Americans like to eat out. A lot.
In fact, the portion of food spending outside the home is estimated to have eclipsed the portion spent on food at home for the first time around 2014, according to data from the USDA.
The trend can be seen in this chart, which was shared by a Bank of America Merrill Lynch team led by equity strategist Felix Tran.
Spending on food away from home has been steadily increasing for decades, while spending on food at home has been going in reverse.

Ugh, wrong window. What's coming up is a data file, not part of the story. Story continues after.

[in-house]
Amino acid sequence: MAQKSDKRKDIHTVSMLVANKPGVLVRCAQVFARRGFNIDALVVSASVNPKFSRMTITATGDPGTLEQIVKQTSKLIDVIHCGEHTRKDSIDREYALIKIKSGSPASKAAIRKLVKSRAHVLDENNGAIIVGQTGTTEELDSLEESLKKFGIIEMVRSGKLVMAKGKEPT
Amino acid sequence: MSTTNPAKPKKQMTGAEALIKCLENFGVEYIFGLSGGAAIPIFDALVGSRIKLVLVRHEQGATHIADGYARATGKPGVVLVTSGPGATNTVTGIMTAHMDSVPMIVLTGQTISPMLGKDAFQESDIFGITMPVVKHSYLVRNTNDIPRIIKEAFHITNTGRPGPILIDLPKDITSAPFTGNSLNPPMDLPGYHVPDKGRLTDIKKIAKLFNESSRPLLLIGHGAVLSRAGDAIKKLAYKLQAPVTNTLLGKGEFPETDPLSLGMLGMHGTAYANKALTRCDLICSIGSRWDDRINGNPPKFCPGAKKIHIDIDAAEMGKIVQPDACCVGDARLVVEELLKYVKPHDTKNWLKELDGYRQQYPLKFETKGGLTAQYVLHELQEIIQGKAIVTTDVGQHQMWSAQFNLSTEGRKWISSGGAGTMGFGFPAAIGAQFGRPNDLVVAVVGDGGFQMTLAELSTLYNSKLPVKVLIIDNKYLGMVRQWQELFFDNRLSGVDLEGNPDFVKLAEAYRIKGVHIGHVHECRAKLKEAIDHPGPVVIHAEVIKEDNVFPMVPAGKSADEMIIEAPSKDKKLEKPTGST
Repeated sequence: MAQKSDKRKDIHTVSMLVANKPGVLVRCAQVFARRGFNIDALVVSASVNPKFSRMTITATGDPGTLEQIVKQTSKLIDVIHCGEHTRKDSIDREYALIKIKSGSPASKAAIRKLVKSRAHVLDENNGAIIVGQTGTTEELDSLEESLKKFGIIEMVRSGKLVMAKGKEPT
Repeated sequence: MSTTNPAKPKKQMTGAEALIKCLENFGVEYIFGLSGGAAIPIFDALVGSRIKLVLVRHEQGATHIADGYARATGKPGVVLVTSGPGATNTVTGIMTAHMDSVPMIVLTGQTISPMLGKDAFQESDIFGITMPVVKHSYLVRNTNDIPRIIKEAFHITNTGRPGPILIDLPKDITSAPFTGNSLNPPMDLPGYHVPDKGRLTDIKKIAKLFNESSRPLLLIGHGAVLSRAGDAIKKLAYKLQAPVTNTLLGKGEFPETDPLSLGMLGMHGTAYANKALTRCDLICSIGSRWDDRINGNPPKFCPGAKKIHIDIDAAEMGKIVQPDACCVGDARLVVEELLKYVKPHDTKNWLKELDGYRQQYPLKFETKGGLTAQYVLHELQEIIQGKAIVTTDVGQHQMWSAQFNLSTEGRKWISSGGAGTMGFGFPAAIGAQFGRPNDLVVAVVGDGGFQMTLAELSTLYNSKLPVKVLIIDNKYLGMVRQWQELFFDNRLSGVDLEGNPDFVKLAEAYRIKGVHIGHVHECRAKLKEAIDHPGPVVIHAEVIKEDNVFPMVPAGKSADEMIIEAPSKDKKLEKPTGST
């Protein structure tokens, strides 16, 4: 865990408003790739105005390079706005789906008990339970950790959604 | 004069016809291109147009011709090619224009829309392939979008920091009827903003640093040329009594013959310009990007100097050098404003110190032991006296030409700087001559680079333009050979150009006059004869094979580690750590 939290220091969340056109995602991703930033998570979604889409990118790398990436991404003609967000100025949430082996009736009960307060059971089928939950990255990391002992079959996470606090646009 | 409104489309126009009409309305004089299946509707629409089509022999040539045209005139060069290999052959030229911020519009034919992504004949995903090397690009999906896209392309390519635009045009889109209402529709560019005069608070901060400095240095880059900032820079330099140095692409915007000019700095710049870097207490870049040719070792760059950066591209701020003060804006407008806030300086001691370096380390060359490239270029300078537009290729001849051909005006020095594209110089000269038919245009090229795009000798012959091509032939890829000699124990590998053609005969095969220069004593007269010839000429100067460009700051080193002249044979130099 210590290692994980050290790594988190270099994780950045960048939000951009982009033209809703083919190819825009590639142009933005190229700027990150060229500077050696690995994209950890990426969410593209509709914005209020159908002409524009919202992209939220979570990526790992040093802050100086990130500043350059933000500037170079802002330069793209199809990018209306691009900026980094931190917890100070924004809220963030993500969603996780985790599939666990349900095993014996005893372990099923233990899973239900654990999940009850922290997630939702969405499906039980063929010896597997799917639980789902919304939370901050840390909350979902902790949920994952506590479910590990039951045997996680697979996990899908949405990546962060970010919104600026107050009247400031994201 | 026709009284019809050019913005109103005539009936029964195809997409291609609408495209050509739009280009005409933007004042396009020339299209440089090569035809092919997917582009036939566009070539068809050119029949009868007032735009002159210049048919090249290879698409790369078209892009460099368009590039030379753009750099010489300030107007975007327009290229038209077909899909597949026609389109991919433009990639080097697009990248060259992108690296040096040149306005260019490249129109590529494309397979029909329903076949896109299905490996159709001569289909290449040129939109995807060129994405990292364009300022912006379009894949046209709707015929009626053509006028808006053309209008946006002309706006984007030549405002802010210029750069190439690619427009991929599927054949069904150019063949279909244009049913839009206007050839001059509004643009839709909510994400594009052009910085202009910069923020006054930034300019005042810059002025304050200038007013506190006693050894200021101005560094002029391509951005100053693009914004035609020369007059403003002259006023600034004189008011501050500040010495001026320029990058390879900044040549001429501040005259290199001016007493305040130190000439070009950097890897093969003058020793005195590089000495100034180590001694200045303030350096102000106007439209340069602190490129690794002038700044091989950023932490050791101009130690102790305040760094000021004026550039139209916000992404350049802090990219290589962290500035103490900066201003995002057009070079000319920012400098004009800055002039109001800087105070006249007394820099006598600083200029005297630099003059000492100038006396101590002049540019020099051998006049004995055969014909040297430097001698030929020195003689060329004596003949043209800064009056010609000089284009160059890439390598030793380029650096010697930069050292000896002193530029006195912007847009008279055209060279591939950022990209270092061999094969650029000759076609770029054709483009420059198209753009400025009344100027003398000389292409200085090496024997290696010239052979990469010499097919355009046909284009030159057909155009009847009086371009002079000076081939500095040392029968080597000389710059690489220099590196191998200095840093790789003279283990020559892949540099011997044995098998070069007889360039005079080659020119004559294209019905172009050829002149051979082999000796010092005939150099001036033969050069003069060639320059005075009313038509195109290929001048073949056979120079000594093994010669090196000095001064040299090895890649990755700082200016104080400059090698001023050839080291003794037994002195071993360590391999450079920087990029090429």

The only big reversals in those trends were during recessions in 1974, 2001, and 2008. It’s generally more expensive to eat out than at home, and people are less likely to spend extra cash in tougher economic environments.
“The trend is caused by a variety of long-term demographic and psychological reasons, but many of them boil down to convenience,” Stifel’s Taylor G. LaBarr argued last year. “Eating out is simply easier and increasingly attractive as we lead busier lives.”
It’s also likely that as standards of living increased in the last 60-plus years, more and more Americans have disposable income for eating out.